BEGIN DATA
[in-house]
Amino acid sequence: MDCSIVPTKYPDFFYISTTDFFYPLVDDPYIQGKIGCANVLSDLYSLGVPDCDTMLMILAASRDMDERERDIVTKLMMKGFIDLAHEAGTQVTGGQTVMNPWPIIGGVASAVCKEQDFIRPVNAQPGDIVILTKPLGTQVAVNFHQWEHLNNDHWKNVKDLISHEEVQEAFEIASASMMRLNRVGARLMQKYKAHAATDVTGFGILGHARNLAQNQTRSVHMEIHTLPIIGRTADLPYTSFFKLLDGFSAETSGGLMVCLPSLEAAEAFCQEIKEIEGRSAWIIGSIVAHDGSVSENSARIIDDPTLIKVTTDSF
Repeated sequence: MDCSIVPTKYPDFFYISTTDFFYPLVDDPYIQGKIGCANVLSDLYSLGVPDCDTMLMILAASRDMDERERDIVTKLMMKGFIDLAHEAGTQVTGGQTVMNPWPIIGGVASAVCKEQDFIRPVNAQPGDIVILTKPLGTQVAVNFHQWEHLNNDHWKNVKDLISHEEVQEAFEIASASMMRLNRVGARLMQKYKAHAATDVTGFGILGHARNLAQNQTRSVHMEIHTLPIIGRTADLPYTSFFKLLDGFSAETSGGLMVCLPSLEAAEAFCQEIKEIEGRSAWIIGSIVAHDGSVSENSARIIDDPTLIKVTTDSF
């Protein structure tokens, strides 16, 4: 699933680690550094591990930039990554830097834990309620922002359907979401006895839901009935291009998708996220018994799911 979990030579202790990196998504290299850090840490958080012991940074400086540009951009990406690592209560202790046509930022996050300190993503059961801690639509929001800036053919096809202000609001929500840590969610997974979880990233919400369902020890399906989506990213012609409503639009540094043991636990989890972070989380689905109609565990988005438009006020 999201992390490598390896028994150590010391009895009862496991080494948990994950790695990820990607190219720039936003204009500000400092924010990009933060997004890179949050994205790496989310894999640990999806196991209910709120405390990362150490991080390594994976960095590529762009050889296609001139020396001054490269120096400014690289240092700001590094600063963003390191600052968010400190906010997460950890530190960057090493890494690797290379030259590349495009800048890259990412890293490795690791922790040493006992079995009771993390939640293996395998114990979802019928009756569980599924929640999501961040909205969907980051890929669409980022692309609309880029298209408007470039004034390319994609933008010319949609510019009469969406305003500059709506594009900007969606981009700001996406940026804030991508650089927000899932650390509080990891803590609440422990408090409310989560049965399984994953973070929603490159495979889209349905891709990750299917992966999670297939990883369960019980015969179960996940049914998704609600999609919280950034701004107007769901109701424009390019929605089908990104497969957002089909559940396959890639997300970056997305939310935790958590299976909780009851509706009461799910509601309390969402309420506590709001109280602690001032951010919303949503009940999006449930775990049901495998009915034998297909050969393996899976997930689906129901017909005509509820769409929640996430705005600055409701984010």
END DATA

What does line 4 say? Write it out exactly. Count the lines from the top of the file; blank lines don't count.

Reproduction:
């Protein structure tokens, strides 16, 4: 699933680690550094591990930039990554830097834990309620922002359907979401006895839901009935291009998708996220018994799911 979990030579202790990196998504290299850090840490958080012991940074400086540009951009990406690592209560202790046509930022996050300190993503059961801690639509929001800036053919096809202000609001929500840590969610997974979880990233919400369902020890399906989506990213012609409503639009540094043991636990989890972070989380689905109609565990988005438009006020 999201992390490598390896028994150590010391009895009862496991080494948990994950790695990820990607190219720039936003204009500000400092924010990009933060997004890179949050994205790496989310894999640990999806196991209910709120405390990362150490991080390594994976960095590529762009050889296609001139020396001054490269120096400014690289240092700001590094600063963003390191600052968010400190906010997460950890530190960057090493890494690797290379030259590349495009800048890259990412890293490795690791922790040493006992079995009771993390939640293996395998114990979802019928009756569980599924929640999501961040909205969907980051890929669409980022692309609309880029298209408007470039004034390319994609933008010319949609510019009469969406305003500059709506594009900007969606981009700001996406940026804030991508650089927000899932650390509080990891803590609440422990408090409310989560049965399984994953973070929603490159495979889209349905891709990750299917992966999670297939990883369960019980015969179960996940049914998704609600999609919280950034701004107007769901109701424009390019929605089908990104497969957002089909559940396959890639997300970056997305939310935790958590299976909780009851509706009461799910509601309390969402309420506590709001109280602690001032951010919303949503009940999006449930775990049901495998009915034998297909050969393996899976997930689906129901017909005509509820769409929640996430705005600055409701984010």